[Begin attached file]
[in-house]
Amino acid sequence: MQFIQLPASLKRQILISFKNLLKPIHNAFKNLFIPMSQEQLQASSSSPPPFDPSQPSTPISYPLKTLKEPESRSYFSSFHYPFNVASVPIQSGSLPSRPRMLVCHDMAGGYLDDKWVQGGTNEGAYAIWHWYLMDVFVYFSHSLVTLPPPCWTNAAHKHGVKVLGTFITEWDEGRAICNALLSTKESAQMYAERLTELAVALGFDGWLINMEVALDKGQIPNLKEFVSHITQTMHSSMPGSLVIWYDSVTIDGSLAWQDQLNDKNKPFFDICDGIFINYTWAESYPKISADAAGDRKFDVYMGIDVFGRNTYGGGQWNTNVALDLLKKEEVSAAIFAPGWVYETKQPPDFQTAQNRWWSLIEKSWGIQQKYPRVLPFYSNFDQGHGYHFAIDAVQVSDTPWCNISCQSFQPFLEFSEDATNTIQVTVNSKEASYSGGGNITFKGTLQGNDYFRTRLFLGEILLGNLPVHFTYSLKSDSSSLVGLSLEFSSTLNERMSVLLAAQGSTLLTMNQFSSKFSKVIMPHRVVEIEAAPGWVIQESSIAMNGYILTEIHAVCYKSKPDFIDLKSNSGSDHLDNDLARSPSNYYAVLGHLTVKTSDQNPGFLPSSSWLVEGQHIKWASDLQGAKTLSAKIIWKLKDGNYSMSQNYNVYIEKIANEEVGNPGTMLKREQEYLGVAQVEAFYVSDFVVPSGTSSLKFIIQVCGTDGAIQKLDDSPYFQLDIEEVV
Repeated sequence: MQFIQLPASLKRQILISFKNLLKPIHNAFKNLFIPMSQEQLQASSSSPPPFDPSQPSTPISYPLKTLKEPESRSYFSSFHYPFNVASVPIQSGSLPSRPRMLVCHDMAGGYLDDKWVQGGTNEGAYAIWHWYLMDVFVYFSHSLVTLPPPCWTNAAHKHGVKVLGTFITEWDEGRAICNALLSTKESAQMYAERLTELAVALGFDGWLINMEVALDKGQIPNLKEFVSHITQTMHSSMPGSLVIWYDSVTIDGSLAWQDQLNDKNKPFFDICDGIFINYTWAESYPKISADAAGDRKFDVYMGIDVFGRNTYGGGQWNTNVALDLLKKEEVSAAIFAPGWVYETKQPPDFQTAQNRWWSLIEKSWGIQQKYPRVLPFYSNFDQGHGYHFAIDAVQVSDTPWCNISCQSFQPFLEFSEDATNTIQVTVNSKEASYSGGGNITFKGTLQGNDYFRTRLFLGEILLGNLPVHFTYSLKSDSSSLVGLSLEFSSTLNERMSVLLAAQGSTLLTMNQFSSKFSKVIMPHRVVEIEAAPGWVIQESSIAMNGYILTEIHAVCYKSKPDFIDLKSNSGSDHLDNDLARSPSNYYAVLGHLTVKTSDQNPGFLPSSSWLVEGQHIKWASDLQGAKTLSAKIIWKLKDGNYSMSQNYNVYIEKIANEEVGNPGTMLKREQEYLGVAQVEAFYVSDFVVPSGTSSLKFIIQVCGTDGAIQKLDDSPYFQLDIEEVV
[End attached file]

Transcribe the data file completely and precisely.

[in-house]
Amino acid sequence: MQFIQLPASLKRQILISFKNLLKPIHNAFKNLFIPMSQEQLQASSSSPPPFDPSQPSTPISYPLKTLKEPESRSYFSSFHYPFNVASVPIQSGSLPSRPRMLVCHDMAGGYLDDKWVQGGTNEGAYAIWHWYLMDVFVYFSHSLVTLPPPCWTNAAHKHGVKVLGTFITEWDEGRAICNALLSTKESAQMYAERLTELAVALGFDGWLINMEVALDKGQIPNLKEFVSHITQTMHSSMPGSLVIWYDSVTIDGSLAWQDQLNDKNKPFFDICDGIFINYTWAESYPKISADAAGDRKFDVYMGIDVFGRNTYGGGQWNTNVALDLLKKEEVSAAIFAPGWVYETKQPPDFQTAQNRWWSLIEKSWGIQQKYPRVLPFYSNFDQGHGYHFAIDAVQVSDTPWCNISCQSFQPFLEFSEDATNTIQVTVNSKEASYSGGGNITFKGTLQGNDYFRTRLFLGEILLGNLPVHFTYSLKSDSSSLVGLSLEFSSTLNERMSVLLAAQGSTLLTMNQFSSKFSKVIMPHRVVEIEAAPGWVIQESSIAMNGYILTEIHAVCYKSKPDFIDLKSNSGSDHLDNDLARSPSNYYAVLGHLTVKTSDQNPGFLPSSSWLVEGQHIKWASDLQGAKTLSAKIIWKLKDGNYSMSQNYNVYIEKIANEEVGNPGTMLKREQEYLGVAQVEAFYVSDFVVPSGTSSLKFIIQVCGTDGAIQKLDDSPYFQLDIEEVV
Repeated sequence: MQFIQLPASLKRQILISFKNLLKPIHNAFKNLFIPMSQEQLQASSSSPPPFDPSQPSTPISYPLKTLKEPESRSYFSSFHYPFNVASVPIQSGSLPSRPRMLVCHDMAGGYLDDKWVQGGTNEGAYAIWHWYLMDVFVYFSHSLVTLPPPCWTNAAHKHGVKVLGTFITEWDEGRAICNALLSTKESAQMYAERLTELAVALGFDGWLINMEVALDKGQIPNLKEFVSHITQTMHSSMPGSLVIWYDSVTIDGSLAWQDQLNDKNKPFFDICDGIFINYTWAESYPKISADAAGDRKFDVYMGIDVFGRNTYGGGQWNTNVALDLLKKEEVSAAIFAPGWVYETKQPPDFQTAQNRWWSLIEKSWGIQQKYPRVLPFYSNFDQGHGYHFAIDAVQVSDTPWCNISCQSFQPFLEFSEDATNTIQVTVNSKEASYSGGGNITFKGTLQGNDYFRTRLFLGEILLGNLPVHFTYSLKSDSSSLVGLSLEFSSTLNERMSVLLAAQGSTLLTMNQFSSKFSKVIMPHRVVEIEAAPGWVIQESSIAMNGYILTEIHAVCYKSKPDFIDLKSNSGSDHLDNDLARSPSNYYAVLGHLTVKTSDQNPGFLPSSSWLVEGQHIKWASDLQGAKTLSAKIIWKLKDGNYSMSQNYNVYIEKIANEEVGNPGTMLKREQEYLGVAQVEAFYVSDFVVPSGTSSLKFIIQVCGTDGAIQKLDDSPYFQLDIEEVV